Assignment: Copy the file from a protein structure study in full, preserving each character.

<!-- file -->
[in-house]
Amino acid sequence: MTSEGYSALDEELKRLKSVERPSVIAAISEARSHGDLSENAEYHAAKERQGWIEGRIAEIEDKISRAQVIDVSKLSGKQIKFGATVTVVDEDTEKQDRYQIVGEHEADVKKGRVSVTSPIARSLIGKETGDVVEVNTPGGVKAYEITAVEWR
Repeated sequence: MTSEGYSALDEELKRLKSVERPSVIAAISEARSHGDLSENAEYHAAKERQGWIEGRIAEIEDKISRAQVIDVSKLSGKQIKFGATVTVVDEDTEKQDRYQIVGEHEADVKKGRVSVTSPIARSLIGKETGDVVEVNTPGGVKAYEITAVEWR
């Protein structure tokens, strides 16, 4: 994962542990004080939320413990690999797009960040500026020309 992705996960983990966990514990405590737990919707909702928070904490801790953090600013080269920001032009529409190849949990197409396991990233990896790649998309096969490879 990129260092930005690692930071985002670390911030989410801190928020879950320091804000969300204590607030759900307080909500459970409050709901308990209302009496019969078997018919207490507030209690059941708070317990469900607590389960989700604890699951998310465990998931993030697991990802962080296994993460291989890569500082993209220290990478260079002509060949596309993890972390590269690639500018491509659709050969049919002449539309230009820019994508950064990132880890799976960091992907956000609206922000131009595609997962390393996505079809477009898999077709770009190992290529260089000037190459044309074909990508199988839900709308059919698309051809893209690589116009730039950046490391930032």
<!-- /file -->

[in-house]
Amino acid sequence: MTSEGYSALDEELKRLKSVERPSVIAAISEARSHGDLSENAEYHAAKERQGWIEGRIAEIEDKISRAQVIDVSKLSGKQIKFGATVTVVDEDTEKQDRYQIVGEHEADVKKGRVSVTSPIARSLIGKETGDVVEVNTPGGVKAYEITAVEWR
Repeated sequence: MTSEGYSALDEELKRLKSVERPSVIAAISEARSHGDLSENAEYHAAKERQGWIEGRIAEIEDKISRAQVIDVSKLSGKQIKFGATVTVVDEDTEKQDRYQIVGEHEADVKKGRVSVTSPIARSLIGKETGDVVEVNTPGGVKAYEITAVEWR
């Protein structure tokens, strides 16, 4: 994962542990004080939320413990690999797009960040500026020309 992705996960983990966990514990405590737990919707909702928070904490801790953090600013080269920001032009529409190849949990197409396991990233990896790649998309096969490879 990129260092930005690692930071985002670390911030989410801190928020879950320091804000969300204590607030759900307080909500459970409050709901308990209302009496019969078997018919207490507030209690059941708070317990469900607590389960989700604890699951998310465990998931993030697991990802962080296994993460291989890569500082993209220290990478260079002509060949596309993890972390590269690639500018491509659709050969049919002449539309230009820019994508950064990132880890799976960091992907956000609206922000131009595609997962390393996505079809477009898999077709770009190992290529260089000037190459044309074909990508199988839900709308059919698309051809893209690589116009730039950046490391930032």